How do I establish credit?

Dear Dollar Diva,
One of your suggestions to build credit is to get a department store credit card. I tried to get one, but was turned down. I am 18 years old, have no credit, but I am trying to establish good credit. What can I do?

— Jennifer


The Diva assumes you are working and can afford credit card payments. If not, you can stop here; you have no business pursuing this.

The person trying to establish credit hits the same brick wall that the inexperienced worker faces when he’s looking for a job. He can’t find one because he doesn’t have experience, and how does he get experience when no one will give him a break?

Like the determined job-seeker, you need to chip away until the rock breaks. It may take some time, but if you learn something from every encounter, you’ll succeed. Here are some rock-chipping ideas:

  • Be judicious in your quest: denied credit applications can show up on your credit report. Try to set up a meeting with the credit manager to see if you qualify before submitting your application. Explain why you want a personal meeting, and when you’re granted one, wear something nice; first impressions count. If he says you’ll be turned down, ask what you need to do to get a thumbs-up. Don’t come back with a new application until you can deliver the goods.
  • Contact the credit manager of the department store that turned you down. Ask why you didn’t qualify, then correct it.
  • Open a savings account at a reputable bank in your neighborhood, and make a deposit every time you get a paycheck.
  • Open a checking account at that same bank. After you’ve had the account for a couple of months and haven’t committed any sins against it, like bouncing a check, request an application for a credit card. Fill it out neatly and carefully, and make an appointment with the bank’s credit manager. Ask if you’ll qualify. If you won’t, find out what you have to do, then do it.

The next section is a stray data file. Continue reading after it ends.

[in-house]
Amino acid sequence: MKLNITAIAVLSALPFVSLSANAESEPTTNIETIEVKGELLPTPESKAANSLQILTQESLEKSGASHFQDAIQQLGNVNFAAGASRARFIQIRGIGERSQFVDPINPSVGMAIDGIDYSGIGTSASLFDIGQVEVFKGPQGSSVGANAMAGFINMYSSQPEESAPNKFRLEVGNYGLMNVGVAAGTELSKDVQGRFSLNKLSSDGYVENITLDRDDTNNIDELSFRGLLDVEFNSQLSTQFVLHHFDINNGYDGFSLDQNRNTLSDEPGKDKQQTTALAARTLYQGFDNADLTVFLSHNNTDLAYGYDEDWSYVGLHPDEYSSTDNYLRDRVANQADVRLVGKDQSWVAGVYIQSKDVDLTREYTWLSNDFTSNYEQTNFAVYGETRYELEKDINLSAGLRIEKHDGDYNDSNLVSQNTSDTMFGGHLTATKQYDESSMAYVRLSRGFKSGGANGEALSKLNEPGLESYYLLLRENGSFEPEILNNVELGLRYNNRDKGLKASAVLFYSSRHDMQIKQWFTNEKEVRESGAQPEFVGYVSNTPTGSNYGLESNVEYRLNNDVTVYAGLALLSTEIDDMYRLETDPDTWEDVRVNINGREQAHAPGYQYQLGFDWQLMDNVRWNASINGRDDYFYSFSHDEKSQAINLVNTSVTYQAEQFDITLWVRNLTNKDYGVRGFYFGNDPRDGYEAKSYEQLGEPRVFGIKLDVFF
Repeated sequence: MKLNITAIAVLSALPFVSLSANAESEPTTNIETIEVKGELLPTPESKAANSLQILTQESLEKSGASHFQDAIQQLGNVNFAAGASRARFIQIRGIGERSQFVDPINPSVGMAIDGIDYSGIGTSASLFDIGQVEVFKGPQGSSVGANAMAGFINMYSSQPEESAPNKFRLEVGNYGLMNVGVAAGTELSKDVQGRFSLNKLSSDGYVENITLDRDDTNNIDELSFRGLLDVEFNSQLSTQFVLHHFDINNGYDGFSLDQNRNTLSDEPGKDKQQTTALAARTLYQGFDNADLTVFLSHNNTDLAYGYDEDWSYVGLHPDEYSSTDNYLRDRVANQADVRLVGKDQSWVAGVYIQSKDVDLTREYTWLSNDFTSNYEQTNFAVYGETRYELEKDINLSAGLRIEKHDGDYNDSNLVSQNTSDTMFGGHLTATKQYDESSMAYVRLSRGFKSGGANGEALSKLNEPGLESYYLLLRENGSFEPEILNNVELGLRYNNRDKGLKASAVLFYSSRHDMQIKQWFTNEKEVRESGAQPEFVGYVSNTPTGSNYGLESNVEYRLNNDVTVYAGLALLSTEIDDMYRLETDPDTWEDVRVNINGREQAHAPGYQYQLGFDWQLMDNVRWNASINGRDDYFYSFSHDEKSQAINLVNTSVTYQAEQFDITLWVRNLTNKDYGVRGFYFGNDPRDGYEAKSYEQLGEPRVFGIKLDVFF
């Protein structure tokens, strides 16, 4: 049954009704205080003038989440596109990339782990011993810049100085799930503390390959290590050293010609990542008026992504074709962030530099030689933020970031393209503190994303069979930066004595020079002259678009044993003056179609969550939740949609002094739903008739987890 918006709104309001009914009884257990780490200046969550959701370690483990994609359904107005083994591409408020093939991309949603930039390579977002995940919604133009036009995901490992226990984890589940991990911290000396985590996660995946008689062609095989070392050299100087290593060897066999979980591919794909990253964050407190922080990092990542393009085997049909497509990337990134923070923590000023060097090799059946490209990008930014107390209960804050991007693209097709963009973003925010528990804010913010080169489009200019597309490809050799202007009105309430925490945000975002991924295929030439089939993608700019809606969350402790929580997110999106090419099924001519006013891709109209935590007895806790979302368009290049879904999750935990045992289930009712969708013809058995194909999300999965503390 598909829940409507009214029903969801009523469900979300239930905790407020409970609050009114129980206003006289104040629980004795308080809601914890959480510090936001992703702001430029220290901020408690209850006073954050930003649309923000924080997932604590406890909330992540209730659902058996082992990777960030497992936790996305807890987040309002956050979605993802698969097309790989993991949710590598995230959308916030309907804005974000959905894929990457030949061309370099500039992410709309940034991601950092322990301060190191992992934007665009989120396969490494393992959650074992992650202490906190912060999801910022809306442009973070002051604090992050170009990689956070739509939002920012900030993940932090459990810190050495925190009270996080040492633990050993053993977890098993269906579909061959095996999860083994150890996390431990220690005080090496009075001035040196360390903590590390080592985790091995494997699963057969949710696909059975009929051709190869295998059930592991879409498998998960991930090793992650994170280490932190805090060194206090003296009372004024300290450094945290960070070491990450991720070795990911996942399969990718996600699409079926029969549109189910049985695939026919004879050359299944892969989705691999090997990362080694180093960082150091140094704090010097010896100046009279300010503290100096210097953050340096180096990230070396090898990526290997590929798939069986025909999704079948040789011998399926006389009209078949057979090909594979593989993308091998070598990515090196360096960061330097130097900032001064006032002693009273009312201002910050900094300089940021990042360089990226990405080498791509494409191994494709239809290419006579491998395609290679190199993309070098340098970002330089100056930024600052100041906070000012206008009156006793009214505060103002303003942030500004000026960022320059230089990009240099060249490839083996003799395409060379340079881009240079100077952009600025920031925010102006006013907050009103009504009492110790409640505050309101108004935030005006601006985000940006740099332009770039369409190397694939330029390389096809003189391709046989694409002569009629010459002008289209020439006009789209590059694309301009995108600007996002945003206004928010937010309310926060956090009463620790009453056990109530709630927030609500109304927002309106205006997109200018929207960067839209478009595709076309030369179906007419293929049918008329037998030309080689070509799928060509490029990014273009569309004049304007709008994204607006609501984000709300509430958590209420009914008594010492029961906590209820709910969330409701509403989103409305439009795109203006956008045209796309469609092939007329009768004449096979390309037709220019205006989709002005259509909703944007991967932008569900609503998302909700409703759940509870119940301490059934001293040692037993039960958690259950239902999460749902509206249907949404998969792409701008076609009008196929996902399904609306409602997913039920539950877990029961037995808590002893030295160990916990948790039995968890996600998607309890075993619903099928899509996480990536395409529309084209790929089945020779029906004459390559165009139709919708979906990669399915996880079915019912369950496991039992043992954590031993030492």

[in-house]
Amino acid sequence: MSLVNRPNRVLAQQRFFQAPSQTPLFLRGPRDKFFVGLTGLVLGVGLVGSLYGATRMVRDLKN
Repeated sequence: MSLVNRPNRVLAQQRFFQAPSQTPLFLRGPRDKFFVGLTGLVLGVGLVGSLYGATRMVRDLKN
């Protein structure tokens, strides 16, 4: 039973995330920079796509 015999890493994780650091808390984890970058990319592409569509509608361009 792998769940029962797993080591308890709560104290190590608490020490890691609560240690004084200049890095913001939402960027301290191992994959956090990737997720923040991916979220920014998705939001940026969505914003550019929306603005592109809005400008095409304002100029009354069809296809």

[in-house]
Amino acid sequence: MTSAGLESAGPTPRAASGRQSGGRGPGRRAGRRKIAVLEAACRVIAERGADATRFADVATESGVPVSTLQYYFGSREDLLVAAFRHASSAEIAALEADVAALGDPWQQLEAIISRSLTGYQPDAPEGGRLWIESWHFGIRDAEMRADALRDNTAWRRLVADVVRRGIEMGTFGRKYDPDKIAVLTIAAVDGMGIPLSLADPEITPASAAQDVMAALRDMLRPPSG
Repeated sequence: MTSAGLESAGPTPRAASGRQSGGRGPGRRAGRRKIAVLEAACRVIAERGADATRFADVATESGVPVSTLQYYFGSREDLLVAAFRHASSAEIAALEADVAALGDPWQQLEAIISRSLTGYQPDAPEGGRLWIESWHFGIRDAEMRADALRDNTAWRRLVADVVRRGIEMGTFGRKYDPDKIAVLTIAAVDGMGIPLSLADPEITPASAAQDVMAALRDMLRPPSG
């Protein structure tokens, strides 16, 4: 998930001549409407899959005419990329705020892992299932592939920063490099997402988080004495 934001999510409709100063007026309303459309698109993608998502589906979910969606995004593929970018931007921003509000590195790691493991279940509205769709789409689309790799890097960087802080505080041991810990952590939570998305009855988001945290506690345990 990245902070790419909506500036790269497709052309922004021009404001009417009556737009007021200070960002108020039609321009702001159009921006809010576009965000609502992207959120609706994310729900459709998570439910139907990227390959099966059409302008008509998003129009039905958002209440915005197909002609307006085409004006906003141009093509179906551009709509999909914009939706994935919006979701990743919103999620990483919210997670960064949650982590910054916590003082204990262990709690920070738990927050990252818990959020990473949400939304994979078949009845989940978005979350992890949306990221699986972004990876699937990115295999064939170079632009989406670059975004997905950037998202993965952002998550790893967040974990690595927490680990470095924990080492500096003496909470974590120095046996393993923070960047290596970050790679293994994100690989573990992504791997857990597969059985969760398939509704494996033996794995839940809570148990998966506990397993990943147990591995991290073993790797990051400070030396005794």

• Get credit card applications from other reputable banks in your neighborhood, meet with their credit managers, and if they give you a “nay,” find out what you have to do to get an “aye.”
  • Get a business card from each person you talk to and keep a record of what each one wants so you can follow up when you’ve done what needs to be done to qualify.
  • Consider a “secured” credit card; a credit card collateralized by your own cash deposit. You win by making the monthly payments on time, proving that you have the money and discipline to make credit card payments in a timely manner. There are minefields, so before you apply for one, read Bankrate.com’s ” Ten questions to ask before getting a secured credit card.
  • Go to college. Education is the ticket to higher earnings, and credit card companies like that.

Someone could co-sign for you, but the Diva frowns on it. Although there may be that rare instance when a co-signer is appropriate, it’s better to get credit on your own merit and stay away from co-signing relationships.

Once you’ve cracked the code and have a credit card to call your own, remember the Diva’s rule: Never charge more than you’ll be able to pay when the bill comes in.

DOROTHY ROSEN has a master’s degree in finance, with a specialization in accounting, from the Kellogg Graduate School at Northwestern University in Evanston, Ill. Rosen has more than 15 years of experience in the financial arena, serving in Illinois and Florida as a certified public accountant, financial consultant, expert witness and educator. She is owner of Dorothy Rosen, CPA, a public accounting firm that serves individuals and small businesses.